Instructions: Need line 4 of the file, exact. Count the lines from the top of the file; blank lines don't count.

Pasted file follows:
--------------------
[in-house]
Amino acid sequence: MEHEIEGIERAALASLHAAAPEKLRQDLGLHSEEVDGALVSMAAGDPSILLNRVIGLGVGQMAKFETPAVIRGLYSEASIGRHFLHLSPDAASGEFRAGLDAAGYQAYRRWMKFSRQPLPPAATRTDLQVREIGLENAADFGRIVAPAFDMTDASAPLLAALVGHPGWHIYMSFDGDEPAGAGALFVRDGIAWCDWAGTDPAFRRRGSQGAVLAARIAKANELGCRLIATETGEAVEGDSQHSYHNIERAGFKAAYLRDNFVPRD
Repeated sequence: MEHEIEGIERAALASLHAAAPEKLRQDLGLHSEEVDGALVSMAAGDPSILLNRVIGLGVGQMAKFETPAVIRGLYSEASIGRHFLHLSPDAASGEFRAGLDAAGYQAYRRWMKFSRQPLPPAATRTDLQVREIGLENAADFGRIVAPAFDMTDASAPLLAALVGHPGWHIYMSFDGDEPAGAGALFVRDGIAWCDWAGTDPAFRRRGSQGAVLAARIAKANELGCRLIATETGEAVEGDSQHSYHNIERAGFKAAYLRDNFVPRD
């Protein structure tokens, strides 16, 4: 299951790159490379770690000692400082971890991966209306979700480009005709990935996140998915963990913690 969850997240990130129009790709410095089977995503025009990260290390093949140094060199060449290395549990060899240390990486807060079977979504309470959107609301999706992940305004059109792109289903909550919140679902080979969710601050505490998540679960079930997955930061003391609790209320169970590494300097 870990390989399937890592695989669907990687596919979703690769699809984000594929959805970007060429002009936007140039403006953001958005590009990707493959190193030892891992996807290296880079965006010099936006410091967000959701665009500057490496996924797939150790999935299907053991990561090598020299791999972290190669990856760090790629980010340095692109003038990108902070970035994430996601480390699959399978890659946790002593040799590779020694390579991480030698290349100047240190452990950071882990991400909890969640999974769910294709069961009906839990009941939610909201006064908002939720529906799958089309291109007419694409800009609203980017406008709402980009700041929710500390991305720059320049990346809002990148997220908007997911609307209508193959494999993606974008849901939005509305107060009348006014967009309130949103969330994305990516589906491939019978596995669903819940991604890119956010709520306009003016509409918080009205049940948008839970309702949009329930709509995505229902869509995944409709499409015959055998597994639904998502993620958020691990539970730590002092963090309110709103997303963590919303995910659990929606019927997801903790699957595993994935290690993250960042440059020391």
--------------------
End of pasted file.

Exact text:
């Protein structure tokens, strides 16, 4: 299951790159490379770690000692400082971890991966209306979700480009005709990935996140998915963990913690 969850997240990130129009790709410095089977995503025009990260290390093949140094060199060449290395549990060899240390990486807060079977979504309470959107609301999706992940305004059109792109289903909550919140679902080979969710601050505490998540679960079930997955930061003391609790209320169970590494300097 870990390989399937890592695989669907990687596919979703690769699809984000594929959805970007060429002009936007140039403006953001958005590009990707493959190193030892891992996807290296880079965006010099936006410091967000959701665009500057490496996924797939150790999935299907053991990561090598020299791999972290190669990856760090790629980010340095692109003038990108902070970035994430996601480390699959399978890659946790002593040799590779020694390579991480030698290349100047240190452990950071882990991400909890969640999974769910294709069961009906839990009941939610909201006064908002939720529906799958089309291109007419694409800009609203980017406008709402980009700041929710500390991305720059320049990346809002990148997220908007997911609307209508193959494999993606974008849901939005509305107060009348006014967009309130949103969330994305990516589906491939019978596995669903819940991604890119956010709520306009003016509409918080009205049940948008839970309702949009329930709509995505229902869509995944409709499409015959055998597994639904998502993620958020691990539970730590002092963090309110709103997303963590919303995910659990929606019927997801903790699957595993994935290690993250960042440059020391």